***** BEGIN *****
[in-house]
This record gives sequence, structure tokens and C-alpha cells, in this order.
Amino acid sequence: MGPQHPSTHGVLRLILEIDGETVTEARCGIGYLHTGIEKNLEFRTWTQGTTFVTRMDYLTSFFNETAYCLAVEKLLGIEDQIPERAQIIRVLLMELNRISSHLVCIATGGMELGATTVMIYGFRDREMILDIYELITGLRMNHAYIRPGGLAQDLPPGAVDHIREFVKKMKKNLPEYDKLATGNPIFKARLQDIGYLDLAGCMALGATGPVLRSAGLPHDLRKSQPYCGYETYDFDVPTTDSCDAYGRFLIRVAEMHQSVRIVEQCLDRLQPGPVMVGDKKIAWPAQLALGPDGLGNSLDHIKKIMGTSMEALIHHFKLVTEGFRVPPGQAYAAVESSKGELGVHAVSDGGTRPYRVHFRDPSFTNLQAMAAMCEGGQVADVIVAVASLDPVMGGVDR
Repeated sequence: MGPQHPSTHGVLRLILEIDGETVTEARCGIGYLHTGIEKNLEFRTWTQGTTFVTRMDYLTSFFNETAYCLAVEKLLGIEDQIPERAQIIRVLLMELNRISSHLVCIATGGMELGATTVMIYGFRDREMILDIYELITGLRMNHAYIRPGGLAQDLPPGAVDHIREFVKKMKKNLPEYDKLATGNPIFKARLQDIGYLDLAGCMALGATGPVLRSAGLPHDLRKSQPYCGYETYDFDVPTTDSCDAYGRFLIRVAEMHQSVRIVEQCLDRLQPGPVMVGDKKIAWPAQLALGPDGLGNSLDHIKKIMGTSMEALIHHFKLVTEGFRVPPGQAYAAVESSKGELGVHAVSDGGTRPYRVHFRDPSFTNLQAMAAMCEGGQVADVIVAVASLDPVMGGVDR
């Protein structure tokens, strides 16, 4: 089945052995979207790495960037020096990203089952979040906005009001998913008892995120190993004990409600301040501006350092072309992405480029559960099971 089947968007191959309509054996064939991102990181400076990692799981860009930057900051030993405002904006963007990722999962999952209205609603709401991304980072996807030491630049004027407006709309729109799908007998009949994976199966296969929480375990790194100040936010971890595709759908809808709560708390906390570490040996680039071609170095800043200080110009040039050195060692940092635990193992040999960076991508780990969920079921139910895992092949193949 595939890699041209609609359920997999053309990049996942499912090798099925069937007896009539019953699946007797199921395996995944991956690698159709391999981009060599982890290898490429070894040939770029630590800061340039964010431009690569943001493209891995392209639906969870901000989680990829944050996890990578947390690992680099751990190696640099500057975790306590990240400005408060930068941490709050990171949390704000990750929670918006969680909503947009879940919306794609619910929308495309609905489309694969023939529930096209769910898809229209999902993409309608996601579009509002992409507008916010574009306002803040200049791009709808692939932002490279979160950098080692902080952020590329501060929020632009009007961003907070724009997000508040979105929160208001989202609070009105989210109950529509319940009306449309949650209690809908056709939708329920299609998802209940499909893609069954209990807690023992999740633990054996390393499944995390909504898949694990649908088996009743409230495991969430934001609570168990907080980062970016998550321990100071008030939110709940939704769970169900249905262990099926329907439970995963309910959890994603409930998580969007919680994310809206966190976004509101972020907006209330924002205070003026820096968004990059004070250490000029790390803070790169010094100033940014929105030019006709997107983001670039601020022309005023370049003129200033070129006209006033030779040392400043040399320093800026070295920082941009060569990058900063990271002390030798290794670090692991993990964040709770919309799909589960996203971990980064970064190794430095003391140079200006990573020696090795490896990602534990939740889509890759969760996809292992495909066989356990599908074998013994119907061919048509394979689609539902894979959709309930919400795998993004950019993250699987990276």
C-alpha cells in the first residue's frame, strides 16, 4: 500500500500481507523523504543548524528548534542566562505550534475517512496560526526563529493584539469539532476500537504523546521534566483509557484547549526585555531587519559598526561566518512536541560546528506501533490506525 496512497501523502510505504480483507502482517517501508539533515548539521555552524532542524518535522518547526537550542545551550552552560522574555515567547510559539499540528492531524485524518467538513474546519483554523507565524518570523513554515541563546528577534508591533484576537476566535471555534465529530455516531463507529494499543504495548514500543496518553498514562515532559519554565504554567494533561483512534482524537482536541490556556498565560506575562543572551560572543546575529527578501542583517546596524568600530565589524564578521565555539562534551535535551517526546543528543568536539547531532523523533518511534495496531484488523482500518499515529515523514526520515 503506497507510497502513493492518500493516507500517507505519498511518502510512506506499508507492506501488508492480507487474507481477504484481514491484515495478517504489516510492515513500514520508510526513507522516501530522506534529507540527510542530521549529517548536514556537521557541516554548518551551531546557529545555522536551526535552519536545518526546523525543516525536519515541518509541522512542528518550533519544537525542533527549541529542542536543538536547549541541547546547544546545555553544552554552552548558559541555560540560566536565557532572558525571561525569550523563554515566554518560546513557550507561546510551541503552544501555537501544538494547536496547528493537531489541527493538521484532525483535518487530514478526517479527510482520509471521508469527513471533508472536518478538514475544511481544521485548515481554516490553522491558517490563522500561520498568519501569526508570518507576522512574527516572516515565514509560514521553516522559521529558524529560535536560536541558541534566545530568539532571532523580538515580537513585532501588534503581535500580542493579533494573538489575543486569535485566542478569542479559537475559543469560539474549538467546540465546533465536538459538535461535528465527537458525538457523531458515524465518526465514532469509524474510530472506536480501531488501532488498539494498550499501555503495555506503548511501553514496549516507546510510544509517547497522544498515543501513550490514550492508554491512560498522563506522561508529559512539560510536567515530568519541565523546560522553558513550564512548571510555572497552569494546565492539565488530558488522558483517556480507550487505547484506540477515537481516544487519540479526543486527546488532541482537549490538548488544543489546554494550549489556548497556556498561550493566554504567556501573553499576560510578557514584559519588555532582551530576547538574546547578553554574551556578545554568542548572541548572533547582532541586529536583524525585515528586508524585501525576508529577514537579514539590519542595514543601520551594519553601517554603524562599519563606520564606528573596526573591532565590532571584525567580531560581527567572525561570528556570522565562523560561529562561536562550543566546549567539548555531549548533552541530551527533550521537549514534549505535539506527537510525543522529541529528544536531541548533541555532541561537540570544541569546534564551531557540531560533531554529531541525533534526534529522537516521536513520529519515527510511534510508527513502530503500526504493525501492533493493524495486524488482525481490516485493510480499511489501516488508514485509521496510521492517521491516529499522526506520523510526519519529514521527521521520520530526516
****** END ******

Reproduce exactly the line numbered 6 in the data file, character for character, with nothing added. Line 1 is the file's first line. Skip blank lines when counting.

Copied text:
C-alpha cells in the first residue's frame, strides 16, 4: 500500500500481507523523504543548524528548534542566562505550534475517512496560526526563529493584539469539532476500537504523546521534566483509557484547549526585555531587519559598526561566518512536541560546528506501533490506525 496512497501523502510505504480483507502482517517501508539533515548539521555552524532542524518535522518547526537550542545551550552552560522574555515567547510559539499540528492531524485524518467538513474546519483554523507565524518570523513554515541563546528577534508591533484576537476566535471555534465529530455516531463507529494499543504495548514500543496518553498514562515532559519554565504554567494533561483512534482524537482536541490556556498565560506575562543572551560572543546575529527578501542583517546596524568600530565589524564578521565555539562534551535535551517526546543528543568536539547531532523523533518511534495496531484488523482500518499515529515523514526520515 503506497507510497502513493492518500493516507500517507505519498511518502510512506506499508507492506501488508492480507487474507481477504484481514491484515495478517504489516510492515513500514520508510526513507522516501530522506534529507540527510542530521549529517548536514556537521557541516554548518551551531546557529545555522536551526535552519536545518526546523525543516525536519515541518509541522512542528518550533519544537525542533527549541529542542536543538536547549541541547546547544546545555553544552554552552548558559541555560540560566536565557532572558525571561525569550523563554515566554518560546513557550507561546510551541503552544501555537501544538494547536496547528493537531489541527493538521484532525483535518487530514478526517479527510482520509471521508469527513471533508472536518478538514475544511481544521485548515481554516490553522491558517490563522500561520498568519501569526508570518507576522512574527516572516515565514509560514521553516522559521529558524529560535536560536541558541534566545530568539532571532523580538515580537513585532501588534503581535500580542493579533494573538489575543486569535485566542478569542479559537475559543469560539474549538467546540465546533465536538459538535461535528465527537458525538457523531458515524465518526465514532469509524474510530472506536480501531488501532488498539494498550499501555503495555506503548511501553514496549516507546510510544509517547497522544498515543501513550490514550492508554491512560498522563506522561508529559512539560510536567515530568519541565523546560522553558513550564512548571510555572497552569494546565492539565488530558488522558483517556480507550487505547484506540477515537481516544487519540479526543486527546488532541482537549490538548488544543489546554494550549489556548497556556498561550493566554504567556501573553499576560510578557514584559519588555532582551530576547538574546547578553554574551556578545554568542548572541548572533547582532541586529536583524525585515528586508524585501525576508529577514537579514539590519542595514543601520551594519553601517554603524562599519563606520564606528573596526573591532565590532571584525567580531560581527567572525561570528556570522565562523560561529562561536562550543566546549567539548555531549548533552541530551527533550521537549514534549505535539506527537510525543522529541529528544536531541548533541555532541561537540570544541569546534564551531557540531560533531554529531541525533534526534529522537516521536513520529519515527510511534510508527513502530503500526504493525501492533493493524495486524488482525481490516485493510480499511489501516488508514485509521496510521492517521491516529499522526506520523510526519519529514521527521521520520530526516